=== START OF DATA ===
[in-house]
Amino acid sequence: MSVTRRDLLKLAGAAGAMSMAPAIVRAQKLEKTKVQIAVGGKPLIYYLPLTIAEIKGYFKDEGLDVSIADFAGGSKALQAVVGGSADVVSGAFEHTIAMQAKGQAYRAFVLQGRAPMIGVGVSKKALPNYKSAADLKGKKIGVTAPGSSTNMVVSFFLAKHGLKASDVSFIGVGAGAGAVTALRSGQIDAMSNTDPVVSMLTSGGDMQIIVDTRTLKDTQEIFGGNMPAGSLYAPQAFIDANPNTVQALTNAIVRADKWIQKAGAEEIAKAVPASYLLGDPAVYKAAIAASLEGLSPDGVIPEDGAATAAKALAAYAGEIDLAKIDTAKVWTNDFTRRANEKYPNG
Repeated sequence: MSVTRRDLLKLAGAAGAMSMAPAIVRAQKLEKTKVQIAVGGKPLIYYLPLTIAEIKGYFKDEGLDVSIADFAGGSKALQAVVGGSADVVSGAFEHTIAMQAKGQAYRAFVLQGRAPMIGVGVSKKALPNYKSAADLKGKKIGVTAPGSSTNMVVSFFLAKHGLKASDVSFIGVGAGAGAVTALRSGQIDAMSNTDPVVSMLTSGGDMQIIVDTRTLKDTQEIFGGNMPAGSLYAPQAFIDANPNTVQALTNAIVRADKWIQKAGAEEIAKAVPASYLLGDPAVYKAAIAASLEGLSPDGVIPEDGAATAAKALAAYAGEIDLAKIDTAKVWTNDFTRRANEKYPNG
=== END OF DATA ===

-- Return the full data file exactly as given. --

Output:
[in-house]
Amino acid sequence: MSVTRRDLLKLAGAAGAMSMAPAIVRAQKLEKTKVQIAVGGKPLIYYLPLTIAEIKGYFKDEGLDVSIADFAGGSKALQAVVGGSADVVSGAFEHTIAMQAKGQAYRAFVLQGRAPMIGVGVSKKALPNYKSAADLKGKKIGVTAPGSSTNMVVSFFLAKHGLKASDVSFIGVGAGAGAVTALRSGQIDAMSNTDPVVSMLTSGGDMQIIVDTRTLKDTQEIFGGNMPAGSLYAPQAFIDANPNTVQALTNAIVRADKWIQKAGAEEIAKAVPASYLLGDPAVYKAAIAASLEGLSPDGVIPEDGAATAAKALAAYAGEIDLAKIDTAKVWTNDFTRRANEKYPNG
Repeated sequence: MSVTRRDLLKLAGAAGAMSMAPAIVRAQKLEKTKVQIAVGGKPLIYYLPLTIAEIKGYFKDEGLDVSIADFAGGSKALQAVVGGSADVVSGAFEHTIAMQAKGQAYRAFVLQGRAPMIGVGVSKKALPNYKSAADLKGKKIGVTAPGSSTNMVVSFFLAKHGLKASDVSFIGVGAGAGAVTALRSGQIDAMSNTDPVVSMLTSGGDMQIIVDTRTLKDTQEIFGGNMPAGSLYAPQAFIDANPNTVQALTNAIVRADKWIQKAGAEEIAKAVPASYLLGDPAVYKAAIAASLEGLSPDGVIPEDGAATAAKALAAYAGEIDLAKIDTAKVWTNDFTRRANEKYPNG